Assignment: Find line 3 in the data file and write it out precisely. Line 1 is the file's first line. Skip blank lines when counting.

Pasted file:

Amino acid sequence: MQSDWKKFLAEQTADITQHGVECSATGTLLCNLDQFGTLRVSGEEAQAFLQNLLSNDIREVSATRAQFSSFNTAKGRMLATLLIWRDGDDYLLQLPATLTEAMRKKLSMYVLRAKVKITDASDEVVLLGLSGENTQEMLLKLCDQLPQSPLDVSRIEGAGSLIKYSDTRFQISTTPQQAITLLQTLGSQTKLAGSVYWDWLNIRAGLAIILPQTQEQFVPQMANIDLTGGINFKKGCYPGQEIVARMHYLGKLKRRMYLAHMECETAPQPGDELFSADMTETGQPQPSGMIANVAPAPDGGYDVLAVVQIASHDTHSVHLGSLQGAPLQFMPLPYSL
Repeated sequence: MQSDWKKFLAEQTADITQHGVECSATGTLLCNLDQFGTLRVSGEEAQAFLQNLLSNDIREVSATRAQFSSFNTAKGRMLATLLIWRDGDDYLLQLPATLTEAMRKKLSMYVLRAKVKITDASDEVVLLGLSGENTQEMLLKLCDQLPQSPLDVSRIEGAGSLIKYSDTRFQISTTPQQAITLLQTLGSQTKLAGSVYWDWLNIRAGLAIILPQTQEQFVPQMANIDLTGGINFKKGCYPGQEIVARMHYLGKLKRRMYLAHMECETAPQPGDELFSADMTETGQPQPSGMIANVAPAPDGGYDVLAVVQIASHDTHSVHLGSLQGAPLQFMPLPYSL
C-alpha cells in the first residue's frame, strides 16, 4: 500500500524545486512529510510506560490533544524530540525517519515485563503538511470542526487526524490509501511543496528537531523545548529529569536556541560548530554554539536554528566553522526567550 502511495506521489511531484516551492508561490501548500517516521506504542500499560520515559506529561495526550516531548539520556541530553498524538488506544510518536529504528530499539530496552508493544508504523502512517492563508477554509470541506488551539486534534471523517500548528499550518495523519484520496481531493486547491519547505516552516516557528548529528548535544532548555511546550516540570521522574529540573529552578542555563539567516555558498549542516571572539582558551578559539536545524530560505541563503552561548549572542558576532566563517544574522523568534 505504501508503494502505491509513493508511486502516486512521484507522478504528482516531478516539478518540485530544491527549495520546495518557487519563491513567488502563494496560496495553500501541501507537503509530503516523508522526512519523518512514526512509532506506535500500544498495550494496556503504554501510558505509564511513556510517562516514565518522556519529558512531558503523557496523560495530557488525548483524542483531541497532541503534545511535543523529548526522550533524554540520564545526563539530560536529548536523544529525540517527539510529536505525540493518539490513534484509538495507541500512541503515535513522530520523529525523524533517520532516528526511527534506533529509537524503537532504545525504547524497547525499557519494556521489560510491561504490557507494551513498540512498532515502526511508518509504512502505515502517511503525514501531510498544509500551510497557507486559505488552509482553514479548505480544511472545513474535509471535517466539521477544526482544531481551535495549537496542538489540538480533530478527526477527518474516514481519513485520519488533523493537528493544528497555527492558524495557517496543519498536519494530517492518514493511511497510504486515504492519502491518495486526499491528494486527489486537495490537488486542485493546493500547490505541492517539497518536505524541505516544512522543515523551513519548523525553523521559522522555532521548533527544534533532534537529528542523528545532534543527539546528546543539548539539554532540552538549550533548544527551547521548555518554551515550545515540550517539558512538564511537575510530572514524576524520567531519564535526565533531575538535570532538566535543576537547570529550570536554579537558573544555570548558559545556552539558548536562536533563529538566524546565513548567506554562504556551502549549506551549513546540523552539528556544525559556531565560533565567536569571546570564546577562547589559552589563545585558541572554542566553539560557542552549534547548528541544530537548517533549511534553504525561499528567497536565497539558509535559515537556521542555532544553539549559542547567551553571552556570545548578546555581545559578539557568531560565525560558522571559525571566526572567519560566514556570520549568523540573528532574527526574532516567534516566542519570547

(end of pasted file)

C-alpha cells in the first residue's frame, strides 16, 4: 500500500524545486512529510510506560490533544524530540525517519515485563503538511470542526487526524490509501511543496528537531523545548529529569536556541560548530554554539536554528566553522526567550 502511495506521489511531484516551492508561490501548500517516521506504542500499560520515559506529561495526550516531548539520556541530553498524538488506544510518536529504528530499539530496552508493544508504523502512517492563508477554509470541506488551539486534534471523517500548528499550518495523519484520496481531493486547491519547505516552516516557528548529528548535544532548555511546550516540570521522574529540573529552578542555563539567516555558498549542516571572539582558551578559539536545524530560505541563503552561548549572542558576532566563517544574522523568534 505504501508503494502505491509513493508511486502516486512521484507522478504528482516531478516539478518540485530544491527549495520546495518557487519563491513567488502563494496560496495553500501541501507537503509530503516523508522526512519523518512514526512509532506506535500500544498495550494496556503504554501510558505509564511513556510517562516514565518522556519529558512531558503523557496523560495530557488525548483524542483531541497532541503534545511535543523529548526522550533524554540520564545526563539530560536529548536523544529525540517527539510529536505525540493518539490513534484509538495507541500512541503515535513522530520523529525523524533517520532516528526511527534506533529509537524503537532504545525504547524497547525499557519494556521489560510491561504490557507494551513498540512498532515502526511508518509504512502505515502517511503525514501531510498544509500551510497557507486559505488552509482553514479548505480544511472545513474535509471535517466539521477544526482544531481551535495549537496542538489540538480533530478527526477527518474516514481519513485520519488533523493537528493544528497555527492558524495557517496543519498536519494530517492518514493511511497510504486515504492519502491518495486526499491528494486527489486537495490537488486542485493546493500547490505541492517539497518536505524541505516544512522543515523551513519548523525553523521559522522555532521548533527544534533532534537529528542523528545532534543527539546528546543539548539539554532540552538549550533548544527551547521548555518554551515550545515540550517539558512538564511537575510530572514524576524520567531519564535526565533531575538535570532538566535543576537547570529550570536554579537558573544555570548558559545556552539558548536562536533563529538566524546565513548567506554562504556551502549549506551549513546540523552539528556544525559556531565560533565567536569571546570564546577562547589559552589563545585558541572554542566553539560557542552549534547548528541544530537548517533549511534553504525561499528567497536565497539558509535559515537556521542555532544553539549559542547567551553571552556570545548578546555581545559578539557568531560565525560558522571559525571566526572567519560566514556570520549568523540573528532574527526574532516567534516566542519570547